Years ago, social games like “FarmVille” changed the way people connected with friends online and left a lasting impression on the trajectory of influential platforms like Facebook. As the pandemic has pushed mobile gaming further into the mainstream, the trend could be due for a resurgence on apps like TikTok and Facebook’s Instagram.
TikTok recently launched a gaming pilot with partners Vodoo, Nitro Games, FRVR, Aim Lab and Lotum. According to TechCrunch, which confirmed the pilot, the new mini-games are found inside the TikTok app while creating a video. When a link to a mini-game is published, it appears as an anchor above the creator’s username that viewers can click through to play the game for themselves. The platform previously tested the waters last year by teaming up with Zynga, one of the companies that took the lead on Facebook gaming back in 2009, to launch an exclusive dance title.
At launch there were seven game titles on TikTok, none of which are currently monetized through advertising or in-app purchases. Instead, the test is intended to determine the TikTok community’s appetite for gaming and whether creators find making content around these titles appealing. While TikTok is only just starting to dip its toes in the waters, other platforms, including chief rival Instagram, have started seeing heavier gaming experiments from brands.
A potential rebound for social-based gaming follows a bigger shift in the video game industry, which has become increasingly connected through games like “Fortnite,” “Minecraft” and “Roblox.” These multiplayer platforms have almost become social networks unto themselves as gaming breaks out of the niche category and metaverse activations rise, providing a place where individuals with common interests can come together.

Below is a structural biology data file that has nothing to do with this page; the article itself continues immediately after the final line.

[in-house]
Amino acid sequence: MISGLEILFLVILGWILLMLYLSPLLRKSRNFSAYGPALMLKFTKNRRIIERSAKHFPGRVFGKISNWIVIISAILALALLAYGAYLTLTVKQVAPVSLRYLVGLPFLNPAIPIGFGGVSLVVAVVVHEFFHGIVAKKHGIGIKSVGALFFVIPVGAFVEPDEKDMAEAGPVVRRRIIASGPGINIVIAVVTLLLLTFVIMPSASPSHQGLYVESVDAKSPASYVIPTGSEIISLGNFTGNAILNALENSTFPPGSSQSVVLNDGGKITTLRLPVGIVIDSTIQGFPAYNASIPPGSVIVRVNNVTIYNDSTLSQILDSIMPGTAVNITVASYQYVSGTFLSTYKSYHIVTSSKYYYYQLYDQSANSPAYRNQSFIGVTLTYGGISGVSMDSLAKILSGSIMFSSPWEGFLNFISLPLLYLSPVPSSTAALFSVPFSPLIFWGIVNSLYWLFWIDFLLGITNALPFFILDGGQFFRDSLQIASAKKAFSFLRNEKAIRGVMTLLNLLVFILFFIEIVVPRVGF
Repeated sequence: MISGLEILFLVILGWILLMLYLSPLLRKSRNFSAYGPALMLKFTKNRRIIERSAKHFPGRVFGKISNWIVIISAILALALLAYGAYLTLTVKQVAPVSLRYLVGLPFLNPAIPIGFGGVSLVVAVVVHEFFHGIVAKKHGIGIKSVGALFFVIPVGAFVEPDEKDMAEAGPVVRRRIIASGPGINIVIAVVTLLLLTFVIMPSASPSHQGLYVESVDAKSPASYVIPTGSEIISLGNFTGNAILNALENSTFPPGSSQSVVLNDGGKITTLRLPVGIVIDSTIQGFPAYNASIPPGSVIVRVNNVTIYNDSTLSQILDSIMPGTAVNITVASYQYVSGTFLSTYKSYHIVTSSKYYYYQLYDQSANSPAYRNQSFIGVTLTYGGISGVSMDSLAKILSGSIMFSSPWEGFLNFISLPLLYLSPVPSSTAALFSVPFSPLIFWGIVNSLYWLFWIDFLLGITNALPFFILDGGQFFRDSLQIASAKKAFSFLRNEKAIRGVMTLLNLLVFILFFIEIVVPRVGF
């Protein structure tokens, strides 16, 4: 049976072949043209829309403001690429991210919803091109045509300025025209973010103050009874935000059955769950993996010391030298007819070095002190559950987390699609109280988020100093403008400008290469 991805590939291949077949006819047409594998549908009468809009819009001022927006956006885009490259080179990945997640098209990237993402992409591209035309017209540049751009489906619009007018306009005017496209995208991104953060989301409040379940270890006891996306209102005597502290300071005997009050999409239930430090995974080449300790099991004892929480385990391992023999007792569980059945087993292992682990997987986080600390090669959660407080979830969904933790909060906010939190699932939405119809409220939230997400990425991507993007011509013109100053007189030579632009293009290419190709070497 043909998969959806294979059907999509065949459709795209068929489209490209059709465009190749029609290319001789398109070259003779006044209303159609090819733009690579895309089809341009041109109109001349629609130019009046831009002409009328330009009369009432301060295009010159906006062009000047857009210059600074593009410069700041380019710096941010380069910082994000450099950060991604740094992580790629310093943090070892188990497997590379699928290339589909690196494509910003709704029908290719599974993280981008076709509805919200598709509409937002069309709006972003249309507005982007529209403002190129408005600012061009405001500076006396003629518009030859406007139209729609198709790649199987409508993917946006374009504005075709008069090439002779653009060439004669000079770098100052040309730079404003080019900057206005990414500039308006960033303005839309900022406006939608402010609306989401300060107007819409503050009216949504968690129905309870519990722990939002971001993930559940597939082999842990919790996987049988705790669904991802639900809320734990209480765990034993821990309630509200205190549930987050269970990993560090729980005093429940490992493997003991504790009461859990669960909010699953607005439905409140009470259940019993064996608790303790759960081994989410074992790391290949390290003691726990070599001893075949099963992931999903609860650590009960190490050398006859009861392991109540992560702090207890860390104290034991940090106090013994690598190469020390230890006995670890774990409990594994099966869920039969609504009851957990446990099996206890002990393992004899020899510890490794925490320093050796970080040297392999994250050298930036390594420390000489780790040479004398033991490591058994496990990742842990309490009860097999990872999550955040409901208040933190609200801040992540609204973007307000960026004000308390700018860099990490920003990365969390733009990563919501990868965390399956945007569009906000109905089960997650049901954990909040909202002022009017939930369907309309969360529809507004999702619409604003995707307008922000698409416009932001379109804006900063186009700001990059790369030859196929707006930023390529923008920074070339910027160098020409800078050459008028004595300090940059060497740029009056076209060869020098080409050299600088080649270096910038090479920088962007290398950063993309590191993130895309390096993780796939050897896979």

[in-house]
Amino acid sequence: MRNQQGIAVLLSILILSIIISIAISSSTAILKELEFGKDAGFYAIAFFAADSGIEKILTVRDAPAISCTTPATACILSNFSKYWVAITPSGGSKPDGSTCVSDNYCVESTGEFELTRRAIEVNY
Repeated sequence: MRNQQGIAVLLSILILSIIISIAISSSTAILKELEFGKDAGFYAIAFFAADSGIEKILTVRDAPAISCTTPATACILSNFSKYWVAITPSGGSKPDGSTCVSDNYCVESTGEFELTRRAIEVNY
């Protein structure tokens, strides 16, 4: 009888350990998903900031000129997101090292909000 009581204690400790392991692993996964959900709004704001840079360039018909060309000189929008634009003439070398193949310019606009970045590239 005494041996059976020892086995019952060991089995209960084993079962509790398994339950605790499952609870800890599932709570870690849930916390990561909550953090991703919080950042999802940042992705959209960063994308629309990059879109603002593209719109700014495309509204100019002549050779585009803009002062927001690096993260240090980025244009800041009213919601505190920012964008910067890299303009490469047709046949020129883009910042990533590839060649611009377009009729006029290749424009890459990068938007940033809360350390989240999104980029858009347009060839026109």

Companies like children’s brand Osh Kosh B’Gosh, which launched a “Fashion Runway” game on Roblox, and Duracell have recently explored gaming on various platforms to extend their reach and connect with consumers.
“There’s a huge amount of potential,” said Jonothan Hunt, senior creative technologist at Wunderman Thompson UK, which created a scrolling game for Duracell on Instagram.
“We’re seeing people want to express themselves with alternative reality effects,” Hunt added. “Just being able to do fun stuff on their faces [is leading people] to start spending a bit longer on the platforms.”
The competitive “Bunny Hop” game promoting Duracell Optimum debuted in July on the brand’s European and Asian Instagram channels and required players to steer a rabbit through an obstacle course, jumping over rocks, cacti and walls. Duracell batteries at points along the game enabled the bunny to smash through the obstacles with ease, and the score was tabulated based on the amount of uninterrupted gameplay a user had. Those with the highest scores could win Duracell products.
“We were surprised to find an average of 2.5 minutes of playing time,” Hunt said. “That’s a lot higher than the average social media scroll rate.”
Spotlight on shareability
Key to success is execution and understanding that not all gaming platforms are the same. Making a “Fortnite” island is completely different from developing a game that consumers not only want to play but also share socially.
“People aren’t used to playing a game on social, so we had to keep it simple,” Hunt said.
One of the critical elements of creating the game was using Meta’s Spark augmented reality (AR) platform. The tool is traditionally used to create AR experiences like trying on outfits or expressions. Applying it to the “Bunny Hop” game offered players the ability to personalize their experiences and share their scores in real-time.
“You want to make something that’s easy to share,” Hunt said. “The moment our Bunny Hop game ends, you can instantly share it to Stories, and that means your friends can just go to it and experience it.”
The industry is likely to see many more social gaming experiments and programs in the future. Last November, social creative agency We Are Social launched a gaming division to help brands craft meaningful experiences in gaming and esports environments. In announcing the division, agency executives said they see gaming as a core offering for its business within social media, not apart from it.
“We believe gaming is social, not something that should sit in silo from the work we already do,” said Mobbie Nazir, We Are Social’s chief strategy officer, in a statement. “Gaming has become a core part of our business offering over the last few years, and, with the launch of this practice, we’ll be able to help even more brands take a socially-led approach to their gaming strategies.”
As more agencies and marketers move into the space, ideas that incorporate some of the unique properties of social — including the frequency of use — may also be factored into the gameplay.
“The future is full of possibilities, ” Hunt said. “There’s so much that can be done.”